Illustrations by Istvan Banyai
President Bush’s “trade promotion authority—the law allowing him to negotiate international trade deals and present them to Congress for a yes-or-no vote—expires today. To renew it, the White House must broker a deal with Democrats who want protections for workers (foreign and domestic) and the environment included in future trade pacts.
One-armed bandits may get a workout in Vegas this weekend: Wedding halls in Sin City are expecting a flood of couples betting that the triple-seven date (7/7/07) will bring a little luck to their nuptials.
Al Gore plays host to environmentally minded music fans the world over with Live Earth, a 24-hour series of seven concerts on seven continents that’ll feature 150 pop luminaries (including Madonna, the Police, and Kanye West) raising awareness and money to fight global warming.
Aging British soccer god David Beckham has crossed the pond to play Major League Soccer for the Los Angeles Galaxy beginning today. Beckham’s reputed five-year, $27.5 million contract is expected to pay off more on the marketing front than on the soccer field.
Private Jesse Spielman goes to trial today, accused of raping a 14-year-old Iraqi girl and murdering her and her family. Spielman maintains his innocence. Three others charged in the case already pleaded guilty and received sentences ranging from five to 100 years.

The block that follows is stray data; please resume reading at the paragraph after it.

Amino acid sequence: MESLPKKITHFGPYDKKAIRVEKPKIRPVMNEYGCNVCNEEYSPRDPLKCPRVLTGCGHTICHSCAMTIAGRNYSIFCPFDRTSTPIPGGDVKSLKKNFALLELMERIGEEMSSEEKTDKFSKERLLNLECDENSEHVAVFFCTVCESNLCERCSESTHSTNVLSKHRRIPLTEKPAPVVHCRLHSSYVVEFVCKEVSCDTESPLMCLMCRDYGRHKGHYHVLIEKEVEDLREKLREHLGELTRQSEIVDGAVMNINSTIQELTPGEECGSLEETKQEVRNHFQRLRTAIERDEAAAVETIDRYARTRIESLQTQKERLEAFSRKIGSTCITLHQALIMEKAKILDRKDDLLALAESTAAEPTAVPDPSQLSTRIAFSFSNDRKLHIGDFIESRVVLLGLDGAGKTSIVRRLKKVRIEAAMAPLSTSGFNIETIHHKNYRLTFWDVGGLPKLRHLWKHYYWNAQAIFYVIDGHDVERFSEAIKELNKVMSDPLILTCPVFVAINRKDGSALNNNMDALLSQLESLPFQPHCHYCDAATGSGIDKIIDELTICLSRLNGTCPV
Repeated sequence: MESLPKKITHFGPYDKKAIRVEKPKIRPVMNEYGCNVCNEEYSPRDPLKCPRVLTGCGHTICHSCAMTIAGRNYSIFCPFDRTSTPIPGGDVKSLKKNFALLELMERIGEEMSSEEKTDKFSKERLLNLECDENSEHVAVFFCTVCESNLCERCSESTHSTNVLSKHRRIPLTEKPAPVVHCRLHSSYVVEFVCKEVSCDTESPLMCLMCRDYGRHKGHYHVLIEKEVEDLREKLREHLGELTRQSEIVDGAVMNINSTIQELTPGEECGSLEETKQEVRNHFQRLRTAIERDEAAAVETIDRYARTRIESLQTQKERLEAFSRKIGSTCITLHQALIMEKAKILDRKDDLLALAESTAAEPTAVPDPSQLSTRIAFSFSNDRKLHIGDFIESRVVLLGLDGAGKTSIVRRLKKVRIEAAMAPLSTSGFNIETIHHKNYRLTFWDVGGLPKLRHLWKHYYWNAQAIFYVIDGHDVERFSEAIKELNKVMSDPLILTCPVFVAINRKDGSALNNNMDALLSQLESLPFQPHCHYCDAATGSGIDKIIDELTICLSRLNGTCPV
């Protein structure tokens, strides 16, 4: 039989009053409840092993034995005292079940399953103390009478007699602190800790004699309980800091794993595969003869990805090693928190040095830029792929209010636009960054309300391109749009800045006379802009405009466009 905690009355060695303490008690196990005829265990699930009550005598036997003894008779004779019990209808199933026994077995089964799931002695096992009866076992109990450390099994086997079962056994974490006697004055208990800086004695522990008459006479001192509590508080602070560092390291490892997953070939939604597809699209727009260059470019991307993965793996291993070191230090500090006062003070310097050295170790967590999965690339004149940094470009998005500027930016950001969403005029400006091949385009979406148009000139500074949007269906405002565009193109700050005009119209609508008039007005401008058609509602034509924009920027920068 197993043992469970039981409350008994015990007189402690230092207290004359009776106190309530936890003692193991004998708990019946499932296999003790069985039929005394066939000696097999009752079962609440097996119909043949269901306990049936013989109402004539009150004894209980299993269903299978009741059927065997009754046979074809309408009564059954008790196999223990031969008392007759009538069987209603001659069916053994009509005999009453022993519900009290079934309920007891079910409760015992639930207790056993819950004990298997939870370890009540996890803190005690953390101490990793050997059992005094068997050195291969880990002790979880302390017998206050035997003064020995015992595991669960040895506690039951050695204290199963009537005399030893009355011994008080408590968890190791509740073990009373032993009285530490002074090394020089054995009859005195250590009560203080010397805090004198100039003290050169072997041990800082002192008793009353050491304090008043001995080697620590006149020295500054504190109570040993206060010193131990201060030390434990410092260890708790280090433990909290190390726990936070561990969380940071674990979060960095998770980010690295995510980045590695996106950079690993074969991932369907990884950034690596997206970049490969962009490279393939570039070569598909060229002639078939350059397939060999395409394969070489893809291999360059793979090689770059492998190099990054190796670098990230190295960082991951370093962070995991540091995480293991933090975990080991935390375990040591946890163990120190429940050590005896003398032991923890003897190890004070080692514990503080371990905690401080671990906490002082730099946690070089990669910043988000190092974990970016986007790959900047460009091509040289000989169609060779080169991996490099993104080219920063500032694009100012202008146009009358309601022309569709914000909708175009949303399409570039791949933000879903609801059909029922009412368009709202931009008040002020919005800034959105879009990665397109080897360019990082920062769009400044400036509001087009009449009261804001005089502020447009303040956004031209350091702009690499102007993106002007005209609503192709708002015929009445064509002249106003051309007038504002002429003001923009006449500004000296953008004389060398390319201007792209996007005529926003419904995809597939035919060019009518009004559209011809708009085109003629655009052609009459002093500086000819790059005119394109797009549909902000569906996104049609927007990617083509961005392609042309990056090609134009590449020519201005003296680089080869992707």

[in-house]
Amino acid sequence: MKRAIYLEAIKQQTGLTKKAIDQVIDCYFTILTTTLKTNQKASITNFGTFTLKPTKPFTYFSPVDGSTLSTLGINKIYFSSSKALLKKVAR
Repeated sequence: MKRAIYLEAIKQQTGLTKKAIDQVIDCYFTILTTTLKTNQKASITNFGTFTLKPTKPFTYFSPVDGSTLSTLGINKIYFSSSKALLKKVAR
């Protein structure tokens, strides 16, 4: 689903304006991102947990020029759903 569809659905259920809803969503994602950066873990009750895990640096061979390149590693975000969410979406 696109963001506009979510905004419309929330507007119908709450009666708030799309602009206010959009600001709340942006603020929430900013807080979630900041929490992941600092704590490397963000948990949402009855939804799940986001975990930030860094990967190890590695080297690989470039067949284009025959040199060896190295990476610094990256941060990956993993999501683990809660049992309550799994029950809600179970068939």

India’s supreme court hears a dispute today between the country’s upper and lower classes over quotas for the “socially and educationally backwards” classes in elite schools, a vestige of caste laws from the 1930s. India’s quota system is one of the world’s most formal and rigid.
In response to a sharp increase in text-messaged layoffs, South Korea, a country mad for thumb-typing, will change its employment laws in July and require employers to provide hard copies of pink slips.
President Bush has set himself an August deadline for the formidable task of passing immigration reform that will satisfy conservative hard-liners, who want to seal the borders, and moderates, such as members of the business community, who want to maintain some openness. An early proposal includes guest-worker visas and a legalization program for certain illegal aliens; both require applicants to leave the country and pay steep fines.